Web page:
Now however, in this chapter we get something different. Here it is explicitly stated that there are new heavens and a new earth. The old cosmos in which God was in heaven and not (openly) in the world, in which the sea remained as an reminder of primal chaos, is abolished, and a new cosmos, in which God is openly present on earth as well as in heaven, is revealed. If until this point, the heavenly visions have shown what lies beyond the immediate horizon of worldly events, now that horizon itself is abolished as the author moves wholly beyond this time and place, to the final perfecting of creation by the creator God. As we read it we realise that it is this vision, in which heaven and earth visibly correspond, and in which both are images of God’s creative goodness, which justifies all the previous visions, in which God’s victory has only been dimly visible in the faithful sufferings of his people. Not that these sufferings are simply overcome as if they had not happened. God still rules along with the Lamb, Jesus the crucified, and the tears of suffering are honoured by God’s personal attention even as they are wiped away.

The holy city is first of all the community of all who have refused to worship idols and have thereby honoured the One God, while it is also “the bride of the Lamb” symbolising the perfect partnership of Jesus and his people amongst whom God is happy to dwell. The description of the city tells us that its four walls have gates inscribed with the names of the tribes of Israel, meaning that the destiny of God’s ancient people is fulfilled here. The foundations are inscribed with the names of the original followers of Jesus, meaning that it is based on human trust and discipleship of the Lamb. The list of precious stones used in the foundations and the gates are the same as those adorning the breastplate of the Jewish High Priest, and as those used for the signs of the Zodiac in John’s time, meaning that this is a community in which the whole cosmos ministers to its creator. All that is good amongst all nations will be offered to God in this place.

The walls of the city stand for its unique culture: it is not for everyone without distinction but for those who, like Israel, worship the one God, and those who, like the 12 disciples, are faithful to the Lamb. Its communal life has this definite structure. Those who in my own church who formed the slogan “Church without walls” are judged mistaken by this image of the holy city. A church assembly modelled on this holy city might have no physical buildings or walls, but would have clear beliefs and customs which gave its life a distinctive structure.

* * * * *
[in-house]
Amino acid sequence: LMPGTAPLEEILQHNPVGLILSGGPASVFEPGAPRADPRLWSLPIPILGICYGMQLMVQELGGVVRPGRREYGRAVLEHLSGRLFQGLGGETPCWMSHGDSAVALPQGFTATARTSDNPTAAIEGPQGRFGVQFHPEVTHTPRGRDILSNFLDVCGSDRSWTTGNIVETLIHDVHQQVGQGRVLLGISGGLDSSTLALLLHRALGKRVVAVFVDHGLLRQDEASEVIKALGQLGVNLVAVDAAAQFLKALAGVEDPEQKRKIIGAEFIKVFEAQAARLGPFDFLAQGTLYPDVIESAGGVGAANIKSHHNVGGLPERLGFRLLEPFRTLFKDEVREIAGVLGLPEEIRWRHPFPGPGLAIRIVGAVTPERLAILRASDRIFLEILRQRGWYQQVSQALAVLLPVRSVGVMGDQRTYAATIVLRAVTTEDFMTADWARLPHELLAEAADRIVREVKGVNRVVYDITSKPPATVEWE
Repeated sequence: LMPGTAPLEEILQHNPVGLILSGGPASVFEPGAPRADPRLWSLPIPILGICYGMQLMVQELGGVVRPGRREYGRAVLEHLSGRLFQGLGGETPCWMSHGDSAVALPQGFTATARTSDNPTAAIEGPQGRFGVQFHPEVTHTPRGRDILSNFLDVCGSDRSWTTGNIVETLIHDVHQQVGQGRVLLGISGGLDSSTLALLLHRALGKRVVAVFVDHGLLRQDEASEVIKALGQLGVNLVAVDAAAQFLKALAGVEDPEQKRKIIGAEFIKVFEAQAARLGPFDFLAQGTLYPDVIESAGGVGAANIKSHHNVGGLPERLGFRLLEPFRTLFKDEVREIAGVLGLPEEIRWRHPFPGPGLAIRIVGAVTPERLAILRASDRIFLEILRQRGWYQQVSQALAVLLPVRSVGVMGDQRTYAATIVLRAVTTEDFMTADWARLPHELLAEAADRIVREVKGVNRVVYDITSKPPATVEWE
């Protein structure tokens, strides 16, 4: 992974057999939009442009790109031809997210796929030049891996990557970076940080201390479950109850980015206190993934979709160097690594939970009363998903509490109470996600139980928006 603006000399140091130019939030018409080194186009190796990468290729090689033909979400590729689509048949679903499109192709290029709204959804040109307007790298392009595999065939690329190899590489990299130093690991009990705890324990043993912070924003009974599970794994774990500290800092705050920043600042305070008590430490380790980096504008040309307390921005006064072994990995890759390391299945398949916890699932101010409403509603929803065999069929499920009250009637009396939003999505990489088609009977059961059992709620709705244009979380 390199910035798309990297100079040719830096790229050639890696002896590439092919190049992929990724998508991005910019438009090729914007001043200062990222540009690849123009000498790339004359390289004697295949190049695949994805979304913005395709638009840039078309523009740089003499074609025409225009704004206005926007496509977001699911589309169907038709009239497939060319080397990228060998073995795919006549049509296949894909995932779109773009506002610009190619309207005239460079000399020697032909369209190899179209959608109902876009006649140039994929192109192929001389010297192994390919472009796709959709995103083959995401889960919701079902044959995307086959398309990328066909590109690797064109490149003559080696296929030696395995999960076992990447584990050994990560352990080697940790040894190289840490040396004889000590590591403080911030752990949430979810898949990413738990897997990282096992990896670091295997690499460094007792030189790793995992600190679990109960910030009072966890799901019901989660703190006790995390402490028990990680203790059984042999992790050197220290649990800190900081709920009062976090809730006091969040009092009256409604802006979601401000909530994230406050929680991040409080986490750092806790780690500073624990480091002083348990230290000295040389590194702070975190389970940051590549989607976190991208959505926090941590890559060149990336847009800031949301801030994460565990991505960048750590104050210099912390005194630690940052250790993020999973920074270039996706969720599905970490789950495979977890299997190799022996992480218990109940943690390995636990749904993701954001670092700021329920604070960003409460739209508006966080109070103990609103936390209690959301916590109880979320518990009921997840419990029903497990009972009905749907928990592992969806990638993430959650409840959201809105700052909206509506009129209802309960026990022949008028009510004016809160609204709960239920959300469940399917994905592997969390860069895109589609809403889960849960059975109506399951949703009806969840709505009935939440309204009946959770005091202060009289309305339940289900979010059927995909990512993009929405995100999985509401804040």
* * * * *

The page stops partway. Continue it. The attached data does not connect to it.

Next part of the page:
On the other hand, there are as many gates as there were tribes and disciples and they face in all directions. This stands for the  perpetual openness of God and his people to all humanity. The gates are a sign of the gospel invitation which is issued through God’s creation, through the Lamb, Jesus Messiah and his people, and through God’s spirit which inspires the prophets’ visions. Nevertheless, there will be those who do not come into it, because they want to worship idols of their own making. The Lamb’s Book Of Life contains the names of those who have made the great refusal by denying evil powers their allegiance.

The voice from the throne sums up the life of the Holy City:
1. God will dwell  with humanity. This overturns a recognition in the Hebrew Bible that at present God does not really dwell on earth. In Solomon’s great prayer at the dedication of the temple he asks, “But will God truly dwell on earth? Behold heaven and the heaven of heavens cannot contain you; how much less this house that I have made!” The final vision of Revelation insists that the dwelling together of God and humanity is the purpose of creation.

2. God will have more than one people. The best manuscripts say “They shall be his peoples”. The life of the holy city is multi-ethnic.

3. God will personally acknowledge and heal the sufferings of his people. We were given this tender image taken from Isaiah in chapter 7 of Revelation. Its repetition shows its importance to the author.

4. Death, part of the curse laid by God on the rebellious children of Adam, to restrict their capacity for evil, will be abolished. God is revealed as unequivocally the God of Life.

From Bamberg Apocalypse

From Bamberg Apocalypse

How does the prophet arrive  at these affirmations? We should not ignore the possibility that this man, John, exiled on Patmos, actually experienced visionary states of mind. But his mind had been formed by:

  1. His faith in Israel’s God.
  2. His knowledge of Israel’s bible.
  3. His trust in the story of Jesus’ life, death and resurrection.
  4. His partnership in the life and suffering of the Messianic Assemblies in Asia.

This final vision however, on which all the other visions depend, is the work of his imagination. Faced with persecution by the Roman Empire he dares to leap beyond the horizon of worldly history to paint the picture of God’s new creation, and to come back saying, “This is where we’re going.” The scholars call such a vision “eschatological” meaning it deals with the end-time (Greek: eschaton) but it is no mere pipe-dream. It is a development of faith which encourages faithful people to stay on the road even when it leads them through the valley of the shadow of death. And it lifts from God the “shame” of having permitted evil in the first place; as the writer of Hebrews says in his version of eschatology, “Therefore God is not ashamed to be called their God; for he has prepared for them a City.”